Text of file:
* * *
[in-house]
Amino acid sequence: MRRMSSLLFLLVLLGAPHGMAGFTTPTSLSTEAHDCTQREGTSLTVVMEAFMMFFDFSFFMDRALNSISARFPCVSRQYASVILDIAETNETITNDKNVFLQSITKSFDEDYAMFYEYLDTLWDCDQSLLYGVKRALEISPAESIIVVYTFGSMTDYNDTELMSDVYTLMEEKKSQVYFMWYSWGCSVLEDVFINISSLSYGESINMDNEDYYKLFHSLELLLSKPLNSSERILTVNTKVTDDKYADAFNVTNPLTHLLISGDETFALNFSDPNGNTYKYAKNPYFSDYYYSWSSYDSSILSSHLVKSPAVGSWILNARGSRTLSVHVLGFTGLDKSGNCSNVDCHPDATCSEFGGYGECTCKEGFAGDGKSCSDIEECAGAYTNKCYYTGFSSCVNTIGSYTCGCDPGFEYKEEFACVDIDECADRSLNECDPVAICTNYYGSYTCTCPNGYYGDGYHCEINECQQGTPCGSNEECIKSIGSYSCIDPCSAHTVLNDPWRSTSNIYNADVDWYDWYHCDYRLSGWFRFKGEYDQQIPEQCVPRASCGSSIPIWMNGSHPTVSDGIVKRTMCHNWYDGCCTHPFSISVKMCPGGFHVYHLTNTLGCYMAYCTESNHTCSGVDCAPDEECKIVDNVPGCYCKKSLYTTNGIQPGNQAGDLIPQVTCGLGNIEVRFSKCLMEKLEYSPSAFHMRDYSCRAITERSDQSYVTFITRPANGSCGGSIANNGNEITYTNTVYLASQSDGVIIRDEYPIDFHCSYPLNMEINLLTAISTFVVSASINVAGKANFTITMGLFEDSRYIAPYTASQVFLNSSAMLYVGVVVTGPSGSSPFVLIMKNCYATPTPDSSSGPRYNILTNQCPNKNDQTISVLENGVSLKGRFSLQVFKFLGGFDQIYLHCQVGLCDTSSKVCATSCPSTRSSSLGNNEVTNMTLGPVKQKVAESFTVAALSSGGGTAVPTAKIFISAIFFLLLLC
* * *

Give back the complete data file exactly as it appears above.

[in-house]
Amino acid sequence: MRRMSSLLFLLVLLGAPHGMAGFTTPTSLSTEAHDCTQREGTSLTVVMEAFMMFFDFSFFMDRALNSISARFPCVSRQYASVILDIAETNETITNDKNVFLQSITKSFDEDYAMFYEYLDTLWDCDQSLLYGVKRALEISPAESIIVVYTFGSMTDYNDTELMSDVYTLMEEKKSQVYFMWYSWGCSVLEDVFINISSLSYGESINMDNEDYYKLFHSLELLLSKPLNSSERILTVNTKVTDDKYADAFNVTNPLTHLLISGDETFALNFSDPNGNTYKYAKNPYFSDYYYSWSSYDSSILSSHLVKSPAVGSWILNARGSRTLSVHVLGFTGLDKSGNCSNVDCHPDATCSEFGGYGECTCKEGFAGDGKSCSDIEECAGAYTNKCYYTGFSSCVNTIGSYTCGCDPGFEYKEEFACVDIDECADRSLNECDPVAICTNYYGSYTCTCPNGYYGDGYHCEINECQQGTPCGSNEECIKSIGSYSCIDPCSAHTVLNDPWRSTSNIYNADVDWYDWYHCDYRLSGWFRFKGEYDQQIPEQCVPRASCGSSIPIWMNGSHPTVSDGIVKRTMCHNWYDGCCTHPFSISVKMCPGGFHVYHLTNTLGCYMAYCTESNHTCSGVDCAPDEECKIVDNVPGCYCKKSLYTTNGIQPGNQAGDLIPQVTCGLGNIEVRFSKCLMEKLEYSPSAFHMRDYSCRAITERSDQSYVTFITRPANGSCGGSIANNGNEITYTNTVYLASQSDGVIIRDEYPIDFHCSYPLNMEINLLTAISTFVVSASINVAGKANFTITMGLFEDSRYIAPYTASQVFLNSSAMLYVGVVVTGPSGSSPFVLIMKNCYATPTPDSSSGPRYNILTNQCPNKNDQTISVLENGVSLKGRFSLQVFKFLGGFDQIYLHCQVGLCDTSSKVCATSCPSTRSSSLGNNEVTNMTLGPVKQKVAESFTVAALSSGGGTAVPTAKIFISAIFFLLLLC